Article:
OAK GROVE, Ala. - Violent weather including two tornadoes roared across the state in the middle of the night Monday, injuring more than 100 people and killing two, including a man who lived in an area devastated by a deadly twister outbreak in the spring.

More than 200 homes were destroyed, the Red Cross said, and just as many houses were heavily damaged.

The storm awoke families, and many huddled together as winds howled outside. After the storms passed, rescue teams had to go door-to-door in some places, calling out to residents.

This central Alabama area near Birmingham has a history of being a tornado alley. In April, about 20 people were killed in Jefferson County, most of them close to Oak Grove.

In April 1998 a tornado killed 34 people, injured 260 and destroyed Oak Grove High School. The storm left barren what was once a heavily-wooded section of the county.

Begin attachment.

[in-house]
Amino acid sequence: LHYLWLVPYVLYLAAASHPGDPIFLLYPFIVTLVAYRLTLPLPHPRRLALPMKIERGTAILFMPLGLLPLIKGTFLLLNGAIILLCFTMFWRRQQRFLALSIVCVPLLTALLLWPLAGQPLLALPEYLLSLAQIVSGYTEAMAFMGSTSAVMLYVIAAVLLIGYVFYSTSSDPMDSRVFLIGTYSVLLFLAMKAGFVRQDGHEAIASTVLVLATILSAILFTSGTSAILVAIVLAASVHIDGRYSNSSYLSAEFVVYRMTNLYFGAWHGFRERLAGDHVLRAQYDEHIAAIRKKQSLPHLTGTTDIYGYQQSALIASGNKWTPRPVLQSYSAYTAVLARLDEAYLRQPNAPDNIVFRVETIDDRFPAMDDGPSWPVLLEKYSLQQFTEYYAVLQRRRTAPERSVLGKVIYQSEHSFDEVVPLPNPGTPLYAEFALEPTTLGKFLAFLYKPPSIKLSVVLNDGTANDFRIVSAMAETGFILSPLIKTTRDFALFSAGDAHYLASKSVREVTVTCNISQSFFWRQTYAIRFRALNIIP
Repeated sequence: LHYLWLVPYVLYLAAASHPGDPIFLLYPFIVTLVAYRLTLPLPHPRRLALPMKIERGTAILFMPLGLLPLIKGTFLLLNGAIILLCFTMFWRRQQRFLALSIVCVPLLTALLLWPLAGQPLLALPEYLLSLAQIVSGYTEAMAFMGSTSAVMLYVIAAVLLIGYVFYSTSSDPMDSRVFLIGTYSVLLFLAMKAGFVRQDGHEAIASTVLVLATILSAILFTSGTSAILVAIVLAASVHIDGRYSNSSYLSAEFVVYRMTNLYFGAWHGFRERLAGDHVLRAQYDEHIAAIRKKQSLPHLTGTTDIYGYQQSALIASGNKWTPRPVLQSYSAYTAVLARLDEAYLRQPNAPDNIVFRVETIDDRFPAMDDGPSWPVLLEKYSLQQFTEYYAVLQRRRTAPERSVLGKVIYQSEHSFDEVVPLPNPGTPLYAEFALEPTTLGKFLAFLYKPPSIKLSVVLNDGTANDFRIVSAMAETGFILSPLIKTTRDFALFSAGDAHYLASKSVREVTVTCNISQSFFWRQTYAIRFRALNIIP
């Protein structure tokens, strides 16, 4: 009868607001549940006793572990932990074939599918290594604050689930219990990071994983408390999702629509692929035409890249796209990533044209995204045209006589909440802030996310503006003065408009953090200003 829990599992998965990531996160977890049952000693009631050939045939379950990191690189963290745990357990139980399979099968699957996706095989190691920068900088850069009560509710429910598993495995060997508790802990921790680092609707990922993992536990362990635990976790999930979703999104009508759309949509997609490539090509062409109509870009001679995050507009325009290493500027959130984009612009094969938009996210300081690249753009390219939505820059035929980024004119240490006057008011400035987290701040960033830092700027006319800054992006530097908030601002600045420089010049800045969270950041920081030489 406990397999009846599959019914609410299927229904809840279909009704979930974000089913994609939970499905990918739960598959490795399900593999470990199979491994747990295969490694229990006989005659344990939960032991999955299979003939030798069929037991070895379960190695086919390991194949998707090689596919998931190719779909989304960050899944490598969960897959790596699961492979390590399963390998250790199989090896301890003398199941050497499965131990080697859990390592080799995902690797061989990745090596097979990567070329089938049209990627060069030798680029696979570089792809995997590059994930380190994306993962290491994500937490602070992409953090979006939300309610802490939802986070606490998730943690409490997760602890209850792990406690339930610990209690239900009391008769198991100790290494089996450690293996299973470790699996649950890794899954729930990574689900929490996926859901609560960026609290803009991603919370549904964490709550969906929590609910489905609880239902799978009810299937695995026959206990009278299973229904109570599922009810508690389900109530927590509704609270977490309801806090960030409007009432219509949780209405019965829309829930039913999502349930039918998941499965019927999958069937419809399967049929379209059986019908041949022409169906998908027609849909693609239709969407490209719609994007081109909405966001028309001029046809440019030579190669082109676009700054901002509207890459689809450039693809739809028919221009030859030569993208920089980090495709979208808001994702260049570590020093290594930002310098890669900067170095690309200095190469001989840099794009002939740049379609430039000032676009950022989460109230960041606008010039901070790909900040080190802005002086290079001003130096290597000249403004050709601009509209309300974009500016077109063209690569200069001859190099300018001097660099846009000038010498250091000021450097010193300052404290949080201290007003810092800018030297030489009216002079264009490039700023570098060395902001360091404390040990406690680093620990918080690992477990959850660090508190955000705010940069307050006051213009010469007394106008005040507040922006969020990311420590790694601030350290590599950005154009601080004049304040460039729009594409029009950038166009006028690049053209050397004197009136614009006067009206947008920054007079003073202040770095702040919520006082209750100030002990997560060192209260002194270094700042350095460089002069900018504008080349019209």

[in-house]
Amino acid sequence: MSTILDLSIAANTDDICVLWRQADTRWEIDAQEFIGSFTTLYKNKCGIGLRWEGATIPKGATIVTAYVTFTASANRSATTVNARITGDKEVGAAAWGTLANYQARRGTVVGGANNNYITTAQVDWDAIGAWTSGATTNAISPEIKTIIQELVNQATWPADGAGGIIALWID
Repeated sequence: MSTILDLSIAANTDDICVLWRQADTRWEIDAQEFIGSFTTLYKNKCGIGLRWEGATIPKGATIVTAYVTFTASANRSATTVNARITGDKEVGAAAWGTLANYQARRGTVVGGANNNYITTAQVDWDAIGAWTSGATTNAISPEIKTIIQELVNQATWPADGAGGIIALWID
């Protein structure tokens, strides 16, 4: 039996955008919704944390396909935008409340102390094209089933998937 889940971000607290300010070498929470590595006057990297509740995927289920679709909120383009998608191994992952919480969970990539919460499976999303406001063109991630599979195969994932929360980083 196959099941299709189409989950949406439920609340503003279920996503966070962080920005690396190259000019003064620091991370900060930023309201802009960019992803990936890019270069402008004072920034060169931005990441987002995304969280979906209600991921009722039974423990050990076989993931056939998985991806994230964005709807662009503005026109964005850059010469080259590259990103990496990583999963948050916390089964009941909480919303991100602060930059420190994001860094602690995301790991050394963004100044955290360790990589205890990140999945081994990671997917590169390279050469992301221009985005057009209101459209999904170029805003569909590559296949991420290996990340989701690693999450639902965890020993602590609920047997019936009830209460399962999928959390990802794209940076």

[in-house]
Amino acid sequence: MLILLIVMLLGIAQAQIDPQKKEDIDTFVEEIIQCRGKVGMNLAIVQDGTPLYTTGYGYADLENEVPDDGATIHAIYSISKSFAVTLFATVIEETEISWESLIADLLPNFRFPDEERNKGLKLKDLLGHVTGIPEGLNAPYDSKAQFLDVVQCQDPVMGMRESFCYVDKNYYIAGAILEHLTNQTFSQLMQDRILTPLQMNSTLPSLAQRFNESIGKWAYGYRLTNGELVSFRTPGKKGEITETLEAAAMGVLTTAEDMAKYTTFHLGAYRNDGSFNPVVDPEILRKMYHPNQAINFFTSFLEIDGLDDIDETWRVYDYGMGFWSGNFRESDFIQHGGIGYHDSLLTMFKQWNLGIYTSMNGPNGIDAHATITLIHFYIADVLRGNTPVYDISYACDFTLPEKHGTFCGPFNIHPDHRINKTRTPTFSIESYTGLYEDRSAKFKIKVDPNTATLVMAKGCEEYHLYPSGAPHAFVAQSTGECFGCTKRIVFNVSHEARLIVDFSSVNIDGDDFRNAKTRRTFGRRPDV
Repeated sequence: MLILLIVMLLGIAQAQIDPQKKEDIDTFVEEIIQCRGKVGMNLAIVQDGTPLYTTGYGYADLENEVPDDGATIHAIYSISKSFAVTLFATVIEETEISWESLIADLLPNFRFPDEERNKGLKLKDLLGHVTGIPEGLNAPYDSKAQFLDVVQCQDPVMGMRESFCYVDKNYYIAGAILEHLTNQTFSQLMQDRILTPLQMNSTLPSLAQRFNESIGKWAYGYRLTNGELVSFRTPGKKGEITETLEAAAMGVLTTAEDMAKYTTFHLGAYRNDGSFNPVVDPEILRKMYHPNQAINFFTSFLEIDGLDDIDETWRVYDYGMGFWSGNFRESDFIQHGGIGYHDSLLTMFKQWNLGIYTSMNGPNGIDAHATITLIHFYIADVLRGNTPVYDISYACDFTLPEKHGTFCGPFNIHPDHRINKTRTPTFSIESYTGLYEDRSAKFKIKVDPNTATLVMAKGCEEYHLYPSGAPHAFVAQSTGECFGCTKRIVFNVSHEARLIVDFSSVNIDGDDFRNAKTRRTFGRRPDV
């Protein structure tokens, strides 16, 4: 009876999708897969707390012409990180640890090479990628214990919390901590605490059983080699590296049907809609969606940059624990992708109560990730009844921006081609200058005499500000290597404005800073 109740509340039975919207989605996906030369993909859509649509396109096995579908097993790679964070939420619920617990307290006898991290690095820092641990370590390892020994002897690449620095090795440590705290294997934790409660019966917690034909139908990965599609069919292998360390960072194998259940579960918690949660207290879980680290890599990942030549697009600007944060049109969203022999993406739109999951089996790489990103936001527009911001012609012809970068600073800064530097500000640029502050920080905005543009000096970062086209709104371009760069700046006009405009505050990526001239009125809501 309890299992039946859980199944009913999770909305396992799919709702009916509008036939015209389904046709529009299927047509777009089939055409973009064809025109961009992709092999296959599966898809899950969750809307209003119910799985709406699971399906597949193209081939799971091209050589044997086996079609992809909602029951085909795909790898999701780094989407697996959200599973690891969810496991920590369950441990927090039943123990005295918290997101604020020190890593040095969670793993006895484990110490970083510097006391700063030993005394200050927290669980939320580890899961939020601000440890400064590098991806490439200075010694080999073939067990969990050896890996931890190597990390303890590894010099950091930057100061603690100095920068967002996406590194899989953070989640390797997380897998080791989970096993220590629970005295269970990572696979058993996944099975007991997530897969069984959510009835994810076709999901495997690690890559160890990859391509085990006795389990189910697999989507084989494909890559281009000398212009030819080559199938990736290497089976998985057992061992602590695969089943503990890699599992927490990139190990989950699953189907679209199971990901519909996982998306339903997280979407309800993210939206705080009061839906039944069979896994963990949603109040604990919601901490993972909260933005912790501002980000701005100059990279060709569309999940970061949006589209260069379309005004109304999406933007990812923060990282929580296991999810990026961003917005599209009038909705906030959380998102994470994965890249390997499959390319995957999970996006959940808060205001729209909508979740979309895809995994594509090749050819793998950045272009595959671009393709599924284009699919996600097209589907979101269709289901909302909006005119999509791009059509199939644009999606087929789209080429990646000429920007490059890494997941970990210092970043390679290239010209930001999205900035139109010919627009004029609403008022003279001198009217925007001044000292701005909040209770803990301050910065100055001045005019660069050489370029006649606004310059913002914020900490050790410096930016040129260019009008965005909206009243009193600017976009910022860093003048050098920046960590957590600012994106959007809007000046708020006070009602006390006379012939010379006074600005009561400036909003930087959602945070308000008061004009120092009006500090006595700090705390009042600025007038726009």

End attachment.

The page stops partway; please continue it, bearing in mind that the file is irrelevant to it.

Retiree Mary Roberts covered her mouth with her hand and grew misty-eyed describing what happened within sight of her mobile home on Toadvine Cemetery Road in Oak Grove.

Just across the street, a twister ripped apart Amber and Russ Butler' trailer, which was scattered across a pasture. The couple took cover in a relative's brick home, and they were not injured.

Further down the road, Roberts' sister, Janice Sims, lost her husband Bobby and her home.

"They have a camper buried that they use to get down in during storms, but it happened so quick they couldn't get to it," she said.

Roberts said her sister is hospitalized but should recover. "I just don't know what she's going to do," she said.

The storm system stretched from the Great Lakes to the Gulf of Mexico, producing hail, strong winds and rain.

In Clay, northeast of Birmingham, 16-year-old Christina Nicole Heichelbech was killed, the Jefferson County coroner's office said. Rescue workers said her parents were injured.